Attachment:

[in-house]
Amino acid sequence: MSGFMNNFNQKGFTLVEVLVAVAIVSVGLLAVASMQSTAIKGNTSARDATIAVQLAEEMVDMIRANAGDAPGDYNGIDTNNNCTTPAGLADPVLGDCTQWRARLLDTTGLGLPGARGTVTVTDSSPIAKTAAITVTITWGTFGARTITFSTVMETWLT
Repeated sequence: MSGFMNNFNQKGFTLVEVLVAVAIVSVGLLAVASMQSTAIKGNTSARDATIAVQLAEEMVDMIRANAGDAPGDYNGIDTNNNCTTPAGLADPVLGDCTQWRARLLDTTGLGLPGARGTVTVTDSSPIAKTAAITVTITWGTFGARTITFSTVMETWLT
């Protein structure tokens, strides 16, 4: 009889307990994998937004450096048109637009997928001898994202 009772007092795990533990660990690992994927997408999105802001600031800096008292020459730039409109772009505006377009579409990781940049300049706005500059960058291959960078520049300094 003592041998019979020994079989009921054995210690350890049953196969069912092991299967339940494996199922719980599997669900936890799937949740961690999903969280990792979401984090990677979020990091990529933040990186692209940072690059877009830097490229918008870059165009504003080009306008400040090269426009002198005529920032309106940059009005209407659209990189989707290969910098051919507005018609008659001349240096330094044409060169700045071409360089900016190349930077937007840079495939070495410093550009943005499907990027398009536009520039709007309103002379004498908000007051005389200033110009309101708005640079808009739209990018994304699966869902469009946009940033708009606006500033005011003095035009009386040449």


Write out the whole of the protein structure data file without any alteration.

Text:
[in-house]
Amino acid sequence: MSGFMNNFNQKGFTLVEVLVAVAIVSVGLLAVASMQSTAIKGNTSARDATIAVQLAEEMVDMIRANAGDAPGDYNGIDTNNNCTTPAGLADPVLGDCTQWRARLLDTTGLGLPGARGTVTVTDSSPIAKTAAITVTITWGTFGARTITFSTVMETWLT
Repeated sequence: MSGFMNNFNQKGFTLVEVLVAVAIVSVGLLAVASMQSTAIKGNTSARDATIAVQLAEEMVDMIRANAGDAPGDYNGIDTNNNCTTPAGLADPVLGDCTQWRARLLDTTGLGLPGARGTVTVTDSSPIAKTAAITVTITWGTFGARTITFSTVMETWLT
């Protein structure tokens, strides 16, 4: 009889307990994998937004450096048109637009997928001898994202 009772007092795990533990660990690992994927997408999105802001600031800096008292020459730039409109772009505006377009579409990781940049300049706005500059960058291959960078520049300094 003592041998019979020994079989009921054995210690350890049953196969069912092991299967339940494996199922719980599997669900936890799937949740961690999903969280990792979401984090990677979020990091990529933040990186692209940072690059877009830097490229918008870059165009504003080009306008400040090269426009002198005529920032309106940059009005209407659209990189989707290969910098051919507005018609008659001349240096330094044409060169700045071409360089900016190349930077937007840079495939070495410093550009943005499907990027398009536009520039709007309103002379004498908000007051005389200033110009309101708005640079808009739209990018994304699966869902469009946009940033708009606006500033005011003095035009009386040449």